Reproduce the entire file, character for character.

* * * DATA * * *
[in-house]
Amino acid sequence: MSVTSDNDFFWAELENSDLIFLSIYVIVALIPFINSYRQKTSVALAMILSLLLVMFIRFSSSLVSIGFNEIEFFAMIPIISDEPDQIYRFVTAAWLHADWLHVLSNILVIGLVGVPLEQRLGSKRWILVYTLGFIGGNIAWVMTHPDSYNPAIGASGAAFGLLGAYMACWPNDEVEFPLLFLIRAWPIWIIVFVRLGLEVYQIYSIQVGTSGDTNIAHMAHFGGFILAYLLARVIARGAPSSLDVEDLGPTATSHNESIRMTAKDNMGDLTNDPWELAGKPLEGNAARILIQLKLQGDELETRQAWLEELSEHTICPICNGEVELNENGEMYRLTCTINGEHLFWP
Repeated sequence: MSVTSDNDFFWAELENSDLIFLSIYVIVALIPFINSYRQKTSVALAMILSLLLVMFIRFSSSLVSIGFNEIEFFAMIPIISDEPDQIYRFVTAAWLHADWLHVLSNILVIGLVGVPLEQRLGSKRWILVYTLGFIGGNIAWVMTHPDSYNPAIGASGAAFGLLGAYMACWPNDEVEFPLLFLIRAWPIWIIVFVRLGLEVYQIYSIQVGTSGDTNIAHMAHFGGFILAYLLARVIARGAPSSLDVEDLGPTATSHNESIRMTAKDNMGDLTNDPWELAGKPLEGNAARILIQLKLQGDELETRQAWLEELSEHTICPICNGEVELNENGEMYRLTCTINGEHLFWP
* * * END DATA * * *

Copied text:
[in-house]
Amino acid sequence: MSVTSDNDFFWAELENSDLIFLSIYVIVALIPFINSYRQKTSVALAMILSLLLVMFIRFSSSLVSIGFNEIEFFAMIPIISDEPDQIYRFVTAAWLHADWLHVLSNILVIGLVGVPLEQRLGSKRWILVYTLGFIGGNIAWVMTHPDSYNPAIGASGAAFGLLGAYMACWPNDEVEFPLLFLIRAWPIWIIVFVRLGLEVYQIYSIQVGTSGDTNIAHMAHFGGFILAYLLARVIARGAPSSLDVEDLGPTATSHNESIRMTAKDNMGDLTNDPWELAGKPLEGNAARILIQLKLQGDELETRQAWLEELSEHTICPICNGEVELNENGEMYRLTCTINGEHLFWP
Repeated sequence: MSVTSDNDFFWAELENSDLIFLSIYVIVALIPFINSYRQKTSVALAMILSLLLVMFIRFSSSLVSIGFNEIEFFAMIPIISDEPDQIYRFVTAAWLHADWLHVLSNILVIGLVGVPLEQRLGSKRWILVYTLGFIGGNIAWVMTHPDSYNPAIGASGAAFGLLGAYMACWPNDEVEFPLLFLIRAWPIWIIVFVRLGLEVYQIYSIQVGTSGDTNIAHMAHFGGFILAYLLARVIARGAPSSLDVEDLGPTATSHNESIRMTAKDNMGDLTNDPWELAGKPLEGNAARILIQLKLQGDELETRQAWLEELSEHTICPICNGEVELNENGEMYRLTCTINGEHLFWP